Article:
A Woolf Fisher fellowship enabled me to visit a number of innovative educational institutions in various parts of the world, including the Canadian distance tertiary education delivery in Nova Scotia, using technology to overcome the tyranny of geographic isolation. Modelling this lead to SIT developing its own distance learning delivery faculty, SIT2LRN, which has proven to be invaluable, enabling SIT to deliver cost-effective, quality tertiary education and training throughout New Zealand and across the world, as well as blended on-site delivery and seamless delivery for SIT students during the 2020 Covid lockdown.

SIT’s international strategy, brought to our local communities international graduates with diversity, vibrancy and skills to address industry skills shortages. Again working with the community, SIT brought the international students into Invercargill to study, not Auckland as many other institutions did, simply clipping the financial ticket. The need to work for and integrate with the local community was always top-of-mind.

I am extremely proud of what SIT has been able to achieve for Invercargill and Southland over the two decades and more I was Chief Executive, and my reason for recalling these achievements today is to underpin why I made a decision to stand for the Invercargill MP role.

I believe in the value and importance of our communities in the south and I have unashamedly fought to strengthen and support our people, industries, organisations and communities in my various positions at SIT, and in other community leadership roles I have held.

At times my parochialism and intransient attitude to changes imposed from Wellington may have been interpreted as disruptive or even cantankerous. But I learnt many years ago how important it is to push back against “Wellington knows best”.

I looked back to the development of the Tiwai Aluminium Smelter in 1971, the economic development brainchild of long-serving Invercargill Mayor Neil Watson and then MP Ralph Hanan, set up in conjunction with the Manapouri power station, and currently under threat, and with it the jobs and livelihoods of several thousand Southlanders and their families.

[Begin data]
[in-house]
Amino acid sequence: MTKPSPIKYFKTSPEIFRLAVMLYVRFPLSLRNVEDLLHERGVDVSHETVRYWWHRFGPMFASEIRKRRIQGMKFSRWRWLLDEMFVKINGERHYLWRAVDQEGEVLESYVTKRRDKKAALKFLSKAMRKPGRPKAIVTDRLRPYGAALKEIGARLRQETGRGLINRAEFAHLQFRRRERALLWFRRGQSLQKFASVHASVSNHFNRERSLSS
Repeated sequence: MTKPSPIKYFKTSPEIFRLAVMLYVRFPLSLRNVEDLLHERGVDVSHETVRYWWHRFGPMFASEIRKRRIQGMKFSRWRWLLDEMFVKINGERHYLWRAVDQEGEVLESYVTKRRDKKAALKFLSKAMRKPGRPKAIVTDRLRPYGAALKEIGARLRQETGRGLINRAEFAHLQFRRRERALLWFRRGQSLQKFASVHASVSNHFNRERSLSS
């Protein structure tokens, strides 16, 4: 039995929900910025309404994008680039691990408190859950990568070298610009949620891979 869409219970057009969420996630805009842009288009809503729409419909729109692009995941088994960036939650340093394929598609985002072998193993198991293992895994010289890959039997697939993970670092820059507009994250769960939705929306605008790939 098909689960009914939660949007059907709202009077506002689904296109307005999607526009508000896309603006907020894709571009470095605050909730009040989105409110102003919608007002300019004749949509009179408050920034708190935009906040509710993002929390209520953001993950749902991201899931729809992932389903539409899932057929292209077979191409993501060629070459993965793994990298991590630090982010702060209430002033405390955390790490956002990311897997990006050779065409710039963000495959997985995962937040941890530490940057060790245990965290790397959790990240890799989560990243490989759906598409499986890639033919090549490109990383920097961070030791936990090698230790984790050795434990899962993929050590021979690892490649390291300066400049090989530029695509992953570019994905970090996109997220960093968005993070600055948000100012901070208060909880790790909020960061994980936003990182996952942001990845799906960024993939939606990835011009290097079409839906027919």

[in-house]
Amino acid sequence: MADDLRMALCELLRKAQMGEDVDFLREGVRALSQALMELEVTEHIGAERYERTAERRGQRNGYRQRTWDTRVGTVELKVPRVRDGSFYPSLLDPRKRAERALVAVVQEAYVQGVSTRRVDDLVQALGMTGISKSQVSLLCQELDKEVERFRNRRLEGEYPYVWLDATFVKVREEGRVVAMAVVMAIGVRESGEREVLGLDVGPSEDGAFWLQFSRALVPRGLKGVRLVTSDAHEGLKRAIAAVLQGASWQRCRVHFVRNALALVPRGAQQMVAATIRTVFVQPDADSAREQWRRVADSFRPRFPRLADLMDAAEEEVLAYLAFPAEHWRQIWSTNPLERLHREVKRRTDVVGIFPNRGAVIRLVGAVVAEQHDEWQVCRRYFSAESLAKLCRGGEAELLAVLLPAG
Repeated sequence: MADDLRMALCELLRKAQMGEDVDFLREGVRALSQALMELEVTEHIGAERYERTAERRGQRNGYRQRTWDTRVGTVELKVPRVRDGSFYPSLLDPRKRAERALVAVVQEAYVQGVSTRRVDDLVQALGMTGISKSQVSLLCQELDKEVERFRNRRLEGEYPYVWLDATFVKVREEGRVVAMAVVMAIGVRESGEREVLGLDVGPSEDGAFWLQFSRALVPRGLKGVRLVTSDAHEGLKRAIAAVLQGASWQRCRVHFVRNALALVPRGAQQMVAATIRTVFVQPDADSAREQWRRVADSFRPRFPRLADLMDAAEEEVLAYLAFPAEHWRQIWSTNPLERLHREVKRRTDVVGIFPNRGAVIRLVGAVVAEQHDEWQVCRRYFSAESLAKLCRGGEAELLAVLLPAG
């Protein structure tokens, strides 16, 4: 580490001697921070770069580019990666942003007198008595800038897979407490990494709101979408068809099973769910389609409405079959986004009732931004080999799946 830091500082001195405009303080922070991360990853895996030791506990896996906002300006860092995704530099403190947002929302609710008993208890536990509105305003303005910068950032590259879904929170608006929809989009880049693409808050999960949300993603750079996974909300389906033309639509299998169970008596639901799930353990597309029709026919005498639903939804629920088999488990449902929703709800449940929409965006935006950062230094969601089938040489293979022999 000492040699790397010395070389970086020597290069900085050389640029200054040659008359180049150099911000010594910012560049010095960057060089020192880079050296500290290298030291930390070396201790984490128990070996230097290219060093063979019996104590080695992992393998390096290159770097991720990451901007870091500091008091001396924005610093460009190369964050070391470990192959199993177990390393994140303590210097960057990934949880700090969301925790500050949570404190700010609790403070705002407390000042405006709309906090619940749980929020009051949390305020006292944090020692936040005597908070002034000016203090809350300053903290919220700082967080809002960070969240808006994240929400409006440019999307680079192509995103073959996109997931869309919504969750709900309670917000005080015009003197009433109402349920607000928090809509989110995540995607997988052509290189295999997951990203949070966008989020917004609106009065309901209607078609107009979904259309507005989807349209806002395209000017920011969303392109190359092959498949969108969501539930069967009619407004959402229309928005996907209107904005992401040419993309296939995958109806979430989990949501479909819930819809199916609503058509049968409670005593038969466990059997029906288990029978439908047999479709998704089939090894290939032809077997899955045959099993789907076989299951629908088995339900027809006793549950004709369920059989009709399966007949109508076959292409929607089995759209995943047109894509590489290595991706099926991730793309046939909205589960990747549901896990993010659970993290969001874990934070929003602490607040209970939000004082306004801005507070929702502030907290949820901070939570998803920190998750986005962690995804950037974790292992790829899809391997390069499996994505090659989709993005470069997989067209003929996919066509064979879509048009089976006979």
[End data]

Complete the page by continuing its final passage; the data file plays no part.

I also looked to our Southland rural sector, the economic bedrock of Invercargill and Southland’s wealth and prosperity, which survived the reforms of the 1980s and pulled itself back to a powerhouse once more, ensuring that Southland punches well above its weight consistently contributing around 15 per cent to NZ’s GDP with less than 1.2 per cent of New Zealand’s population.

The South’s rural sector is justifiably proud of its long history of economic success. But our rural sector is facing significant threats that seem to ignore, or not understand, the unique climatic and geographic challenges of the southern farmer, and give no credit to the incredible progress already being made by farmers working together with scientists to improve environmental outcomes.

And I look to the threat of SIT, the organisation I had the privilege to lead for over 23 years, losing its autonomy and innovation, being swallowed up in the ideological mega-merger of institutes of technology and polytechnics.

While there may be better alternatives to the status quo in each of these industries, I know that the decisions must be driven by Southlanders to ensure the benefits stay in the south. The decisions must also be pragmatic, science, technology and engineering based, not reacting to emotive sound bites from people who don’t understand either economics or science.

Ngai Tāhu’s Murihiku regeneration project provides the opportunity for a partnership to drive our future from the south. As Tā Tipene O’Regan said recently: “we are facing a once-in-many-generations opportunity to reset the way we manage energy”.

We need to ensure that the clean energy from Manapouri and the abundance of freshwater in the south is harnessed to provide jobs and prosperity for the south. However, the Crown’s plans to spend over half a billion dollars on upgrading transmission lines to take power north does not fill me with confidence that they share our vision for the south’s clean energy and freshwater.

It is these important local issues and pending decisions that led me to stand for the Invercargill electorate at a time when my role at SIT could no longer achieve the things that I considered important to Invercargill. I saw an opportunity to further our community’s needs and support our farmers and industries as the local MP.